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Images in Psychiatry   |    
Samuel Tuke's Description of the Retreat
Raymond Raad, M.D., M.P.H.; George Makari, M.D.
Am J Psychiatry 2010;167:898-898. doi:10.1176/appi.ajp.2010.10020265
View Author and Article Information

Address correspondence and reprint requests to Dr. Raad, Department of Psychiatry, Weill Cornell Medical Center, Box 140, 525 East 68th St., New York, NY 10065; Rar9038@nyp.org (e-mail). Figure is from Description of the Retreat: An Institution Near York for Insane Persons of the Society of Friends (York, U.K., W. Alexander, 1813). Image accepted for publication April 2010.

Accepted April , 2010.

Copyright © American Psychiatric Association

 
When Samuel Tuke's Description of the Retreat: An Institution Near York for Insane Persons of the Society of Friends was published in England in 1813, it was the first full-length account of a psychiatric asylum (1). Its publication came at a time of growing interest in building new asylums and reforming existing ones. The author, the grandson of the York Retreat's founder, William Tuke, went on to become an influential member of the 19th century's asylum reform movement, but even from a young age he had demonstrated a commitment to working with the insane. He left school at age 13 to work as a tea merchant (the family business) while studying the Quaker religion, and during his teenage years he began visiting the York Retreat with his father. In 1811, at the age of 27, he began reading widely on the proper methods of treating the insane, with an eye toward writing a description of his family's institution (2). Anchor for JumpAnchor for Jump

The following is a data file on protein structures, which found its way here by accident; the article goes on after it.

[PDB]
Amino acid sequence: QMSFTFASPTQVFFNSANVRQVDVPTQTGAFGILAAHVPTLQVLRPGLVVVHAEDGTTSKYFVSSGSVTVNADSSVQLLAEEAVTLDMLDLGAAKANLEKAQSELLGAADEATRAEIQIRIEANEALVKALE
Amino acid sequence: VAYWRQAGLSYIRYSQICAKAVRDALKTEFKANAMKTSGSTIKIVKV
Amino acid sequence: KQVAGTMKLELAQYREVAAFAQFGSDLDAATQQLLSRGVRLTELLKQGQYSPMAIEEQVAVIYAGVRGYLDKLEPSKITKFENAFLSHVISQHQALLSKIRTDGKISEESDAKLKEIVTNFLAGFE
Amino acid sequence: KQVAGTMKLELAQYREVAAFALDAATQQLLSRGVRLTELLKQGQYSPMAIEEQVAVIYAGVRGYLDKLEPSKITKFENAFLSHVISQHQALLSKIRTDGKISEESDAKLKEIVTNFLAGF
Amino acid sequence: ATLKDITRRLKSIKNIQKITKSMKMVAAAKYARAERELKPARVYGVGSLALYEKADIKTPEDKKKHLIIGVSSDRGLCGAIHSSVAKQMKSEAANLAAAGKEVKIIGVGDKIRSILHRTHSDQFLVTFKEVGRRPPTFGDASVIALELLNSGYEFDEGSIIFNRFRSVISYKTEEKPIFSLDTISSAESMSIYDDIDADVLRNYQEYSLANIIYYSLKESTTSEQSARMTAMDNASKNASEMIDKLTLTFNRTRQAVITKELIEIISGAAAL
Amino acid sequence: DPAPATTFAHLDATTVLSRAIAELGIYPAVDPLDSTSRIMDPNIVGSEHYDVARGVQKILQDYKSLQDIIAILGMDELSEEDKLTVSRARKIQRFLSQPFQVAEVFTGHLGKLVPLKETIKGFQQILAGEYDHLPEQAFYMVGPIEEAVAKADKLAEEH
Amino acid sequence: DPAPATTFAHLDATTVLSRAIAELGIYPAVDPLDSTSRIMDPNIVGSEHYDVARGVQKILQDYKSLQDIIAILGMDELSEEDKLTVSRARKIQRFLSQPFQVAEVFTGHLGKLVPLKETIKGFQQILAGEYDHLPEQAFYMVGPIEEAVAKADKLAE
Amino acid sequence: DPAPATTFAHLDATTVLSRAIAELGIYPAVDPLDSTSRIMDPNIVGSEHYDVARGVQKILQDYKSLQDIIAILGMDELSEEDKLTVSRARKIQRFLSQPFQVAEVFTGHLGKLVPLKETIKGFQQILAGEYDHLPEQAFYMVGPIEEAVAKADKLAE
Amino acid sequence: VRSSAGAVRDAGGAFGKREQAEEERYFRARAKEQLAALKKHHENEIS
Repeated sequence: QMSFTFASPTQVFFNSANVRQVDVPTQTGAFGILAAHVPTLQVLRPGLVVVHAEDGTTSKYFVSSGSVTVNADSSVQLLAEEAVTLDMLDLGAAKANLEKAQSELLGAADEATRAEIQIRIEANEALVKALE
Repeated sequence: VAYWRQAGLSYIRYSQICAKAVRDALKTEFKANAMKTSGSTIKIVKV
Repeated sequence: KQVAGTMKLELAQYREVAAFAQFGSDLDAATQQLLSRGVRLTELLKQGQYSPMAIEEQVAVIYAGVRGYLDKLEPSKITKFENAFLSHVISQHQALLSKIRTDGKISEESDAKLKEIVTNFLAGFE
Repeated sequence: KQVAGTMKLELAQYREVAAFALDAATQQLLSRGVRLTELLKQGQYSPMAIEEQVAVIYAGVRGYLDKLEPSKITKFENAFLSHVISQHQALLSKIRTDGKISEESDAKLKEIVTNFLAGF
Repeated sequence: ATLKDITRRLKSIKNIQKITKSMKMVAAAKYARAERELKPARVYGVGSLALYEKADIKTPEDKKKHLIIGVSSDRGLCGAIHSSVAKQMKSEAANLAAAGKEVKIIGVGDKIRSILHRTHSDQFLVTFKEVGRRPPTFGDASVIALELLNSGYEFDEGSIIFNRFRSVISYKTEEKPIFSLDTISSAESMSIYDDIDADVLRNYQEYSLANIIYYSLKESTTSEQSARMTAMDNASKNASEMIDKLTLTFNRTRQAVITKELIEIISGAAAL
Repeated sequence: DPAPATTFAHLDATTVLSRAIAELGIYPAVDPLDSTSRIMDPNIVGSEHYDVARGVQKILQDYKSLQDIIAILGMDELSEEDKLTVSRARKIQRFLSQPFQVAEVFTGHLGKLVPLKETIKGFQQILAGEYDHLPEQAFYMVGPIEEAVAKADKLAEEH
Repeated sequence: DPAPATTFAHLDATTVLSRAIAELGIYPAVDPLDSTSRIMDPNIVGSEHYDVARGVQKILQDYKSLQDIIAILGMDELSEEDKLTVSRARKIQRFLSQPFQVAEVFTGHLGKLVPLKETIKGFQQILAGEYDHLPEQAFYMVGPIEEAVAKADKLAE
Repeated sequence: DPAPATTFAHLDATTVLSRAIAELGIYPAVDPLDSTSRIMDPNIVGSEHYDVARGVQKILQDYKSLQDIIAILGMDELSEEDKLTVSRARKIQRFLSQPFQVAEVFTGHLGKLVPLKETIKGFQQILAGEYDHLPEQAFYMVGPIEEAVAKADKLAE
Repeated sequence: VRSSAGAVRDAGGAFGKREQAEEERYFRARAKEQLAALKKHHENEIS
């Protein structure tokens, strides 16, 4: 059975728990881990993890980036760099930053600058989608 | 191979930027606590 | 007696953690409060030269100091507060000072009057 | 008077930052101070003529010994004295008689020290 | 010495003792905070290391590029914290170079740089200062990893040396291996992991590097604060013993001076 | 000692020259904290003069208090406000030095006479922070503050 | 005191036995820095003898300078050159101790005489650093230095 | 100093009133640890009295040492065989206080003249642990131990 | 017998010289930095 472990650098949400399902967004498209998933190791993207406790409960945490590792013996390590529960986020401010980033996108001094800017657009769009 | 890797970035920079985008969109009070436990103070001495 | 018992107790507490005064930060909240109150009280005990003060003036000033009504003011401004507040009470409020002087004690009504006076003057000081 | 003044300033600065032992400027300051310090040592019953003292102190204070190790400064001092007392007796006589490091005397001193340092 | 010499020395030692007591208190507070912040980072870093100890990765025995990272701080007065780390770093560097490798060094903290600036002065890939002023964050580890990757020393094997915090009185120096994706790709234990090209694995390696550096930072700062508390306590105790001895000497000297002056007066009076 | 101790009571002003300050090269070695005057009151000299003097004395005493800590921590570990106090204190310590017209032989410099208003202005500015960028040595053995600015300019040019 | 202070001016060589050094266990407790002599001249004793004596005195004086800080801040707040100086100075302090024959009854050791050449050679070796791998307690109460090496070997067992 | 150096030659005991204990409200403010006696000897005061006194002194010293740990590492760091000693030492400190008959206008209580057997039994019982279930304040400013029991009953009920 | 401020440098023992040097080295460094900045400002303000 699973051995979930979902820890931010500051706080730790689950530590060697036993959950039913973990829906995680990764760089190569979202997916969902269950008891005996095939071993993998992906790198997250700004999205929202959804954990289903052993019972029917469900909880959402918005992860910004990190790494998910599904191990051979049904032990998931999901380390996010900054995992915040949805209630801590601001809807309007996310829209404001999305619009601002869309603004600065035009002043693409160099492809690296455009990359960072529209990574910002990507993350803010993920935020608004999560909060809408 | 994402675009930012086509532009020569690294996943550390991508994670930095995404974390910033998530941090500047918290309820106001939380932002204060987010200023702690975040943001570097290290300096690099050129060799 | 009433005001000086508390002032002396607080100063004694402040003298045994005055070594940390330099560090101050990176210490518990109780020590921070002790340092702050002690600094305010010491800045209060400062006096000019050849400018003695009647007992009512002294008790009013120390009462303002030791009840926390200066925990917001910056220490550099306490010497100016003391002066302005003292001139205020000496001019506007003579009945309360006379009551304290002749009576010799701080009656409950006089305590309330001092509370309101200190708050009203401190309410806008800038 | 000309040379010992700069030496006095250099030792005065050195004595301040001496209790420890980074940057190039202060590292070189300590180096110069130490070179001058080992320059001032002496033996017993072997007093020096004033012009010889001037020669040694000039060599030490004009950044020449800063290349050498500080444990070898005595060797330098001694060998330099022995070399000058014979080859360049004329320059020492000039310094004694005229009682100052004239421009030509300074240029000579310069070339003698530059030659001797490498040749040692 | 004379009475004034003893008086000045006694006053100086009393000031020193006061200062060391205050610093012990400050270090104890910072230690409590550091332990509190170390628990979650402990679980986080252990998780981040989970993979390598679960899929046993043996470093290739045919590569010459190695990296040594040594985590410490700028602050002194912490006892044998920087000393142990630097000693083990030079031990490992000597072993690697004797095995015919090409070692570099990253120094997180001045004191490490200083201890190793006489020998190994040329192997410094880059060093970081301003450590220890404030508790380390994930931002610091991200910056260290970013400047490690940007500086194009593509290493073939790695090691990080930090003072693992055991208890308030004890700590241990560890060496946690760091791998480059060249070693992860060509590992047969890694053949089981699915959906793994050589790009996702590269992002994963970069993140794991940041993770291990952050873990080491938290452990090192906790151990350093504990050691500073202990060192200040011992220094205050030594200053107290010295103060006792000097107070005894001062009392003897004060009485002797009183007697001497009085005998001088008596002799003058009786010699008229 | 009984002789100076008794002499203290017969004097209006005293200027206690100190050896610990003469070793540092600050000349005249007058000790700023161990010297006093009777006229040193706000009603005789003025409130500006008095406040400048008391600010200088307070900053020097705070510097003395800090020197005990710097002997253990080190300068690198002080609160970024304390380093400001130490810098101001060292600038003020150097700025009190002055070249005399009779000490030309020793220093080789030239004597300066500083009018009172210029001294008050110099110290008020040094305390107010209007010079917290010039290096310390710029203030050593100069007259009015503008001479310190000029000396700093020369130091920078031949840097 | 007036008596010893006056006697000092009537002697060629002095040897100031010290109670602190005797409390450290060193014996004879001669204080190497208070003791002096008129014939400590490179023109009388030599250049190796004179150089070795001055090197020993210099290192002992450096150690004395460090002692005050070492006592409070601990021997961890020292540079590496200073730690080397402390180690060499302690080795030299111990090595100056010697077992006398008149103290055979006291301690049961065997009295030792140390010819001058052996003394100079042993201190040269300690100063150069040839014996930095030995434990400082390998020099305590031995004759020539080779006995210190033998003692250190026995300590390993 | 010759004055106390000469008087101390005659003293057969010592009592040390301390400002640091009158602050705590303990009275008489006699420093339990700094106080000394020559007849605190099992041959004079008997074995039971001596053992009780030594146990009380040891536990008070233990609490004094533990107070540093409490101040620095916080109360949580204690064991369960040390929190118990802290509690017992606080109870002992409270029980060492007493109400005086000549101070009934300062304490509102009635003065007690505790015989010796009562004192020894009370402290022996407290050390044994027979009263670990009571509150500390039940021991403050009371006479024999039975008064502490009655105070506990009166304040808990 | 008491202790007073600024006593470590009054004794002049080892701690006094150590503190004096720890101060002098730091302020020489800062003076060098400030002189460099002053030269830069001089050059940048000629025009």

The Description held to a secular view of insanity. Tuke was open to insanity originating in either the mind or the body, but he was unequivocal in calling it a disease, which was outside the control of the patient. Further, Tuke believed that insanity consisted of only a partial "loss of reason"; thus, he said that the insane person's "intellectual, active, and moral powers are usually rather perverted than obliterated." This allowed for a balance between exonerating the insane of full responsibility for their behaviors and thoughts, on the one hand, and retaining some room for freedom of choice and moral autonomy, on the other.

With regard to treatment, the Description focused on "moral"—i.e., psychological—methods, which consisted primarily of three principles. The first was aiding the insane in developing "self-restraint." Developing this capacity involved the use of rewards and punishments, with a strong emphasis on the former. Treatment was individually tailored; patients who behaved well were placed in more comfortable quarters. However, the more effective means was considered the use of the patients' moral agency and self worth: "the desire of esteem ... is found to have great influence, even over the conduct of the insane ... it leads many to struggle to conceal and overcome their morbid propensities."